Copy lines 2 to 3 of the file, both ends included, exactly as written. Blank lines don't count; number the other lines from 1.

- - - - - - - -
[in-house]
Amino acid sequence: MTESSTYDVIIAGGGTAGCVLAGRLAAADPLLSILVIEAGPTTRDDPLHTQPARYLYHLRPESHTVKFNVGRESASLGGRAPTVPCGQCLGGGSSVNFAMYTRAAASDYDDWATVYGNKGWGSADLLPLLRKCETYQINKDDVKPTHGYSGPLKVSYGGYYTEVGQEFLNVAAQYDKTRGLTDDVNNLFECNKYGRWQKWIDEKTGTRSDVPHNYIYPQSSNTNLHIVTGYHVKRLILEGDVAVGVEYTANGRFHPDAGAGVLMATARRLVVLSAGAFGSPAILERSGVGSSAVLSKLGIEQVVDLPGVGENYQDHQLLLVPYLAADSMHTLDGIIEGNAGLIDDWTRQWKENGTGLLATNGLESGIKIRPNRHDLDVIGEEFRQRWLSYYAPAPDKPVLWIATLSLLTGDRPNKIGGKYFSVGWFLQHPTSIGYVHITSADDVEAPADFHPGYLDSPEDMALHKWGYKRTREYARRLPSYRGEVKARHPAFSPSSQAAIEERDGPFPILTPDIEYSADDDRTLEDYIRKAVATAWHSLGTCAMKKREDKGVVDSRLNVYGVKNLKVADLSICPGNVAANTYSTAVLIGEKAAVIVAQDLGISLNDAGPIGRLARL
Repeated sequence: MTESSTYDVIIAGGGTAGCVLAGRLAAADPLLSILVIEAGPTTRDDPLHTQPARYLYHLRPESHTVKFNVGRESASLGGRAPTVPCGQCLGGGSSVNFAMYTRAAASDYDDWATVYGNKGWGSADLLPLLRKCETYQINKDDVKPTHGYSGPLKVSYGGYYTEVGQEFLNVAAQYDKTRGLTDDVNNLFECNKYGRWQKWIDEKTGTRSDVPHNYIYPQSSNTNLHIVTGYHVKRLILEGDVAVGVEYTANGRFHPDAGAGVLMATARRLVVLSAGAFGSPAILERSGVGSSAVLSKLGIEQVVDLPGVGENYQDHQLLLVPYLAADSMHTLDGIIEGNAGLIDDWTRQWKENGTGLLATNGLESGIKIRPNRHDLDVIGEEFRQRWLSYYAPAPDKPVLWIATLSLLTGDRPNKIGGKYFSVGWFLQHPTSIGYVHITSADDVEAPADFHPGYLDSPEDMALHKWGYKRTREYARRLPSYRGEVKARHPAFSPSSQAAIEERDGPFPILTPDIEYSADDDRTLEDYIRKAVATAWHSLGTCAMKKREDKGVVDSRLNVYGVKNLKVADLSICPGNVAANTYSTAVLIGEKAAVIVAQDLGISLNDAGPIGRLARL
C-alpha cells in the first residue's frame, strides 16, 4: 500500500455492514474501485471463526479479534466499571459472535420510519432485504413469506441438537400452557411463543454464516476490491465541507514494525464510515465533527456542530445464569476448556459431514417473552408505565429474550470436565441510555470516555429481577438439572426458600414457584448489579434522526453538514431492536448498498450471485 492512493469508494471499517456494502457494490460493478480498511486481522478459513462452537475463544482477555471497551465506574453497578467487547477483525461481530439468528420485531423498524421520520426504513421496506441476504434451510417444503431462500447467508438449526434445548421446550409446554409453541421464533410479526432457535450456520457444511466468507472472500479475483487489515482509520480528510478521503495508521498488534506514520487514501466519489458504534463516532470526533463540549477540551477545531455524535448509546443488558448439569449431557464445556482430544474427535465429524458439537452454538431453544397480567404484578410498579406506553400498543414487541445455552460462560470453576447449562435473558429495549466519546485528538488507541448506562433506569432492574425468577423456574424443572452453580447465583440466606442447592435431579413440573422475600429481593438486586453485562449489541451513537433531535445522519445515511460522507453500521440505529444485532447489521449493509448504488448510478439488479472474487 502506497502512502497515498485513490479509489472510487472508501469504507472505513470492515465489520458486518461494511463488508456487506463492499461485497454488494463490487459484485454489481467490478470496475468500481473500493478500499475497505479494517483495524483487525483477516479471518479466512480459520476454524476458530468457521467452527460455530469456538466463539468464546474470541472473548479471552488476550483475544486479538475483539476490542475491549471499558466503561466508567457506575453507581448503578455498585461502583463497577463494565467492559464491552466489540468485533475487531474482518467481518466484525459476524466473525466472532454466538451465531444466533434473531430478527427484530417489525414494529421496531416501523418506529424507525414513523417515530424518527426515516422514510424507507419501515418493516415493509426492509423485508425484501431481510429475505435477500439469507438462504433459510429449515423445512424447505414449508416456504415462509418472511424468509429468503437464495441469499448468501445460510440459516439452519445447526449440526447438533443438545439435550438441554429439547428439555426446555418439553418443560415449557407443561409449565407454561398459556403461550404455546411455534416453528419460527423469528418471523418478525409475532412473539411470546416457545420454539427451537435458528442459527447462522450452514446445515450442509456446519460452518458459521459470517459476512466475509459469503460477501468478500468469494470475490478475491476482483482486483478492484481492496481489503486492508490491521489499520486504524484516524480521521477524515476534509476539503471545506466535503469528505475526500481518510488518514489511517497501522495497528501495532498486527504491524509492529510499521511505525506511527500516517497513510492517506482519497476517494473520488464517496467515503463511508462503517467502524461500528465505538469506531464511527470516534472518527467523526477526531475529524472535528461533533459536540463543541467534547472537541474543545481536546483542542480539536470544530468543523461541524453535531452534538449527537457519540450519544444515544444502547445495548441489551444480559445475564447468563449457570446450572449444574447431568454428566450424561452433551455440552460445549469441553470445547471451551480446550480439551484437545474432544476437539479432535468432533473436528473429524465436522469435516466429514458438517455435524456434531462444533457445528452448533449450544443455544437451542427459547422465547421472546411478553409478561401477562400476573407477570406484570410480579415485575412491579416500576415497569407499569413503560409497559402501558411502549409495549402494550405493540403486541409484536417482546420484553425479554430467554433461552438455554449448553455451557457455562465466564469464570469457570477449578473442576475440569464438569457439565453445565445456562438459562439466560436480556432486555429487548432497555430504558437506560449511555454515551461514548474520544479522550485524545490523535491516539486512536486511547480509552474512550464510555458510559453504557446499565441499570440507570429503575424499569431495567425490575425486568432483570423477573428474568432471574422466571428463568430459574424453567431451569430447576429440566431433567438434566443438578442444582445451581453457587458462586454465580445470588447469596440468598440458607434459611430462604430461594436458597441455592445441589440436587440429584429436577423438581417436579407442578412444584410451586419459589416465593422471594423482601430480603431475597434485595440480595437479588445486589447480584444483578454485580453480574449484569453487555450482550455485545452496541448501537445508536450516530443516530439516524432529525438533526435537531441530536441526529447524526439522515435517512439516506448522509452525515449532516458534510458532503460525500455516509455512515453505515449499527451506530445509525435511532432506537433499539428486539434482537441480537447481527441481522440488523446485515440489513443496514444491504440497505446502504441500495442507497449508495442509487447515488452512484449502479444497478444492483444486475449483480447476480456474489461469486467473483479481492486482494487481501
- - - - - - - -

Amino acid sequence: MTESSTYDVIIAGGGTAGCVLAGRLAAADPLLSILVIEAGPTTRDDPLHTQPARYLYHLRPESHTVKFNVGRESASLGGRAPTVPCGQCLGGGSSVNFAMYTRAAASDYDDWATVYGNKGWGSADLLPLLRKCETYQINKDDVKPTHGYSGPLKVSYGGYYTEVGQEFLNVAAQYDKTRGLTDDVNNLFECNKYGRWQKWIDEKTGTRSDVPHNYIYPQSSNTNLHIVTGYHVKRLILEGDVAVGVEYTANGRFHPDAGAGVLMATARRLVVLSAGAFGSPAILERSGVGSSAVLSKLGIEQVVDLPGVGENYQDHQLLLVPYLAADSMHTLDGIIEGNAGLIDDWTRQWKENGTGLLATNGLESGIKIRPNRHDLDVIGEEFRQRWLSYYAPAPDKPVLWIATLSLLTGDRPNKIGGKYFSVGWFLQHPTSIGYVHITSADDVEAPADFHPGYLDSPEDMALHKWGYKRTREYARRLPSYRGEVKARHPAFSPSSQAAIEERDGPFPILTPDIEYSADDDRTLEDYIRKAVATAWHSLGTCAMKKREDKGVVDSRLNVYGVKNLKVADLSICPGNVAANTYSTAVLIGEKAAVIVAQDLGISLNDAGPIGRLARL
Repeated sequence: MTESSTYDVIIAGGGTAGCVLAGRLAAADPLLSILVIEAGPTTRDDPLHTQPARYLYHLRPESHTVKFNVGRESASLGGRAPTVPCGQCLGGGSSVNFAMYTRAAASDYDDWATVYGNKGWGSADLLPLLRKCETYQINKDDVKPTHGYSGPLKVSYGGYYTEVGQEFLNVAAQYDKTRGLTDDVNNLFECNKYGRWQKWIDEKTGTRSDVPHNYIYPQSSNTNLHIVTGYHVKRLILEGDVAVGVEYTANGRFHPDAGAGVLMATARRLVVLSAGAFGSPAILERSGVGSSAVLSKLGIEQVVDLPGVGENYQDHQLLLVPYLAADSMHTLDGIIEGNAGLIDDWTRQWKENGTGLLATNGLESGIKIRPNRHDLDVIGEEFRQRWLSYYAPAPDKPVLWIATLSLLTGDRPNKIGGKYFSVGWFLQHPTSIGYVHITSADDVEAPADFHPGYLDSPEDMALHKWGYKRTREYARRLPSYRGEVKARHPAFSPSSQAAIEERDGPFPILTPDIEYSADDDRTLEDYIRKAVATAWHSLGTCAMKKREDKGVVDSRLNVYGVKNLKVADLSICPGNVAANTYSTAVLIGEKAAVIVAQDLGISLNDAGPIGRLARL